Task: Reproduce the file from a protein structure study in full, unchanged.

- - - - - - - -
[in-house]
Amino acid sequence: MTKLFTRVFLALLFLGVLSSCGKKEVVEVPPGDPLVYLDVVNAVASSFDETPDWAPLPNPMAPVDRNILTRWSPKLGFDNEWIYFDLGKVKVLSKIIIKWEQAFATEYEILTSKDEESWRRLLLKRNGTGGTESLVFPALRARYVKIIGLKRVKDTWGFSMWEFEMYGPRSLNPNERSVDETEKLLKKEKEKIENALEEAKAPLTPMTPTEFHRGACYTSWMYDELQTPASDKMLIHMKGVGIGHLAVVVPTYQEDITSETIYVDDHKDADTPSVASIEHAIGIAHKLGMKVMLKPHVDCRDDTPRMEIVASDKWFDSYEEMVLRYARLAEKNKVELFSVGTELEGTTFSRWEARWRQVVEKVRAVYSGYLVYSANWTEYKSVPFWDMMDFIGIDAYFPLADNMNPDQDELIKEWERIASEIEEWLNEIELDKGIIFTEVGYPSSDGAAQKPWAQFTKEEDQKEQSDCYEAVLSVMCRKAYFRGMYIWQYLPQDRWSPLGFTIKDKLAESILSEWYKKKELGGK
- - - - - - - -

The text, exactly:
[in-house]
Amino acid sequence: MTKLFTRVFLALLFLGVLSSCGKKEVVEVPPGDPLVYLDVVNAVASSFDETPDWAPLPNPMAPVDRNILTRWSPKLGFDNEWIYFDLGKVKVLSKIIIKWEQAFATEYEILTSKDEESWRRLLLKRNGTGGTESLVFPALRARYVKIIGLKRVKDTWGFSMWEFEMYGPRSLNPNERSVDETEKLLKKEKEKIENALEEAKAPLTPMTPTEFHRGACYTSWMYDELQTPASDKMLIHMKGVGIGHLAVVVPTYQEDITSETIYVDDHKDADTPSVASIEHAIGIAHKLGMKVMLKPHVDCRDDTPRMEIVASDKWFDSYEEMVLRYARLAEKNKVELFSVGTELEGTTFSRWEARWRQVVEKVRAVYSGYLVYSANWTEYKSVPFWDMMDFIGIDAYFPLADNMNPDQDELIKEWERIASEIEEWLNEIELDKGIIFTEVGYPSSDGAAQKPWAQFTKEEDQKEQSDCYEAVLSVMCRKAYFRGMYIWQYLPQDRWSPLGFTIKDKLAESILSEWYKKKELGGK